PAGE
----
Industry sector-wise adoption of AI: Sector-by-sector adoption of AI is highly uneven currently, reflecting many characteristics of digital adoption on a broader scale. According to the McKinsey Global Index survey, released in June, larger companies and industries that adopted digital technologies in the past are more likely to adopt AI. For them, AI is the next wave. Other than online and IT companies, which are early adopters and proponents of various AI technologies, banks, financial services and healthcare are the leading non-core technology verticals that are adopting AI. According to the McKinsey survey, there is also clear evidence that early AI adopters are driven to employ AI solutions in order to grow revenue and market share, and the potential for cost reduction is a secondary idea.
AI, thus, can go beyond changing business processes to changing entire business models with winner-takes-all dynamics. Firms that are waiting for the AI dust to settle down risk being left behind.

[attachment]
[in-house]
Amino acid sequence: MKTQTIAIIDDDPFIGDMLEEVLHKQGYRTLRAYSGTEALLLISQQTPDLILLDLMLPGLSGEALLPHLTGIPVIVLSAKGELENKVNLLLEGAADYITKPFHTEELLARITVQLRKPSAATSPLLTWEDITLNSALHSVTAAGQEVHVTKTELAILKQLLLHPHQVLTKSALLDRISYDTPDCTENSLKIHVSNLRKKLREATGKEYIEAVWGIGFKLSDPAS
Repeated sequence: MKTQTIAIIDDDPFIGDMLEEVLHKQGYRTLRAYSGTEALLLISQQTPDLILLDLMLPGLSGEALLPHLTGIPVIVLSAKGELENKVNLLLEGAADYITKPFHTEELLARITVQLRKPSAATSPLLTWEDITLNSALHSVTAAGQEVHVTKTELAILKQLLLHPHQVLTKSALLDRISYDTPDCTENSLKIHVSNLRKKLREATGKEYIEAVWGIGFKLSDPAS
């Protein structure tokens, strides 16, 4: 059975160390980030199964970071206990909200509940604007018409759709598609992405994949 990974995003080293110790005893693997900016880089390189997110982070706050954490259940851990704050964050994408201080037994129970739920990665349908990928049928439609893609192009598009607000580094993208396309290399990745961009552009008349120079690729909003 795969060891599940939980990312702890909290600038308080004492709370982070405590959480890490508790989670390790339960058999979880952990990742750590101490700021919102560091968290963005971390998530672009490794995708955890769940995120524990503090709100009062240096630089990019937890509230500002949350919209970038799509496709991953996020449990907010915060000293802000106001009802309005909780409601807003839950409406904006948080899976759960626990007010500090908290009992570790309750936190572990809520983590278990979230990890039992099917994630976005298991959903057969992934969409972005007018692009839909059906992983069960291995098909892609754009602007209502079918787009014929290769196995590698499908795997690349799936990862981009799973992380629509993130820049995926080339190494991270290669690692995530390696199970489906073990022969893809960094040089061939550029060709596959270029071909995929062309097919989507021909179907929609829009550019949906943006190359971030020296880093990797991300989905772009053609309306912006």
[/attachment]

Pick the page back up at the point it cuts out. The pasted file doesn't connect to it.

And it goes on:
The author is Founder and Partner of digital technologies research and advisory firm, Convergence Catalyst.
By Lindsay Brownell, Wyss Institute Communications
What if you could improve your average running pace from 9:14 minutes/mile to 8:49 minutes/mile without weeks of training?
Researchers at Harvard’s Wyss Institute and the Harvard John A. Paulson School of Engineering and Applied Sciences (SEAS) at Harvard University have demonstrated that a tethered soft exosuit can reduce the metabolic cost of running on a treadmill by 5.4 percent, bringing those dreams of high performance closer to reality.